Traitorson three will finally be released in the next few hours. In Canada, a surprising number of people already have it. I’m glad for them, but not particularly glad that the mega-chain Chapters Indigo gets my books before my friends at Bakka Phoenix, without whom I’d never have been writing fantasy at all.
And I do not know why the Publishing Drow have elected, in their deep underground publishing centers, to have the US, Canadian and UK versions all come out on different days; none of them the date announced months ago (October 15th).
But anyway, it’s about to be out, and chances are you will have your hands on a copy very soon, or already do.
The glory of digital media is that I can now have a conversation with you about the book. There are things I’d like you to know…
As of today, my new author website launches. It’s less ambitious than my first one, but easier to use and more pointed at fantasy. http://christiancameronauthor.com/ I mention this first because there are things you may find useful on the new website.
First, the Messenger stories. There are blogs on this already, but you will enjoy Dread Wyrm more if you have read ‘The Messenger’ one and two. Save ‘Renaissance’ for nearer the publication of book 4, Plague of Swords. Or read it now. Either way, it will only help show you how wide the world is…
OK, Second, there are illustrations, (thanks to Dmitri Bondarenko) and maps (thanks to Steve Sandford). Look for the resources. Maps are handy, and not every edition has them,and again, those decisions are made by the Drow without any reference to me. I also know that the UK editions had chapter head illustrations of many characters in the fashions and armour I had imagined for them, and most US and Canadian readers have never seen them.
Third, a a few comments. Dread Wyrm had a complex evolution as a book, and had some very complicated developments to cover. I will not risk spoilers, but I will give hints. A major character was slated to die, and in the end, neither my editor nor I wanted her to die. Her survival transfigured the story and to me made it much better.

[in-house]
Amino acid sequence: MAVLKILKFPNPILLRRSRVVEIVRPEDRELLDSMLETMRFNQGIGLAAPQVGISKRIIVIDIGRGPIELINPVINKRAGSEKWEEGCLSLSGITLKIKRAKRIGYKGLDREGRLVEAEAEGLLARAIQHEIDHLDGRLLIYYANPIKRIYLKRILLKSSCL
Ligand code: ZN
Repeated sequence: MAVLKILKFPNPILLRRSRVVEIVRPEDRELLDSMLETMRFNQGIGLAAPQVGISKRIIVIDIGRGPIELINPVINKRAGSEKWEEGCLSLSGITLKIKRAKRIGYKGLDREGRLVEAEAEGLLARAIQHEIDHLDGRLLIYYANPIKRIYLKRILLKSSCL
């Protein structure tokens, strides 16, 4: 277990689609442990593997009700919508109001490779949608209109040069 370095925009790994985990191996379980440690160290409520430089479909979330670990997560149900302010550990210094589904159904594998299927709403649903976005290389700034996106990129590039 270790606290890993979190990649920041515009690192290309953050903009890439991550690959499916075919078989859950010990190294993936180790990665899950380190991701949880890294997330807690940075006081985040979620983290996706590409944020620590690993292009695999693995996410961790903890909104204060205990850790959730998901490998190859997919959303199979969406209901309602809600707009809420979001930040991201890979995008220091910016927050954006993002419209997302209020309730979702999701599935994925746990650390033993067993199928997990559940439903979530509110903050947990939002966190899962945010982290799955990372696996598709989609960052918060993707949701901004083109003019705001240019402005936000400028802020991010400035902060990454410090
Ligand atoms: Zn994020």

The military campaign against Thorn and Thorn’s allies is made complex because war is never simple, and I have to assume that war with hermetical powers would be as complicated as modern, technological war.
And I feel I upped my ‘Arthurian’ game as well. I spent a very enjoyable chunk of time reading a lot of 13th and 14th century Arthurian ‘fiction ‘ (Chanson de Geste) and I tried to improve the elements of the fantasy to represent not what we might like to see in ‘Arthurian’ but what a Medieval audience would have expected.
Dread Wyrm also, and finally, exposes swathes of the cosmology and meta plots, some of which will not be neatly resolved in this series. I’ve always loved cosmology, so closely related to Theology and philosophy and other pursuits… often my favorite part of deigning an RPG. There’s more on the nitty gritty of how Hermeticism works, and there’s some mystery too.
And yes, there are some fight scenes, including, I hope, the best fight I’ve ever written.
And love… as complicated as war. I’m not Jane Austen, but I tried to represent the complexities of relationships being lived in the hothouse world of camps and war…
Some thanks are due: I had some awesome copy-edit and early reading saupport, to try and make this cleaner than the other books; Nancy Watt (my sister-in law) Joe Harley and Matt Heppe (himself an excellent fantasy writer) all helped a great deal. I enjoy working with Gollanz and Orbit; even if I call them the publishing Drow and find them sometimes inscrutable and mysterious… and thanks to Bakka Phoenix and the folks there for luring me into writing fantasy in the first place…
Anyway, I hope you like it. I think it is the most satisfying, cohesive, and elaborate in the series. Enjoy!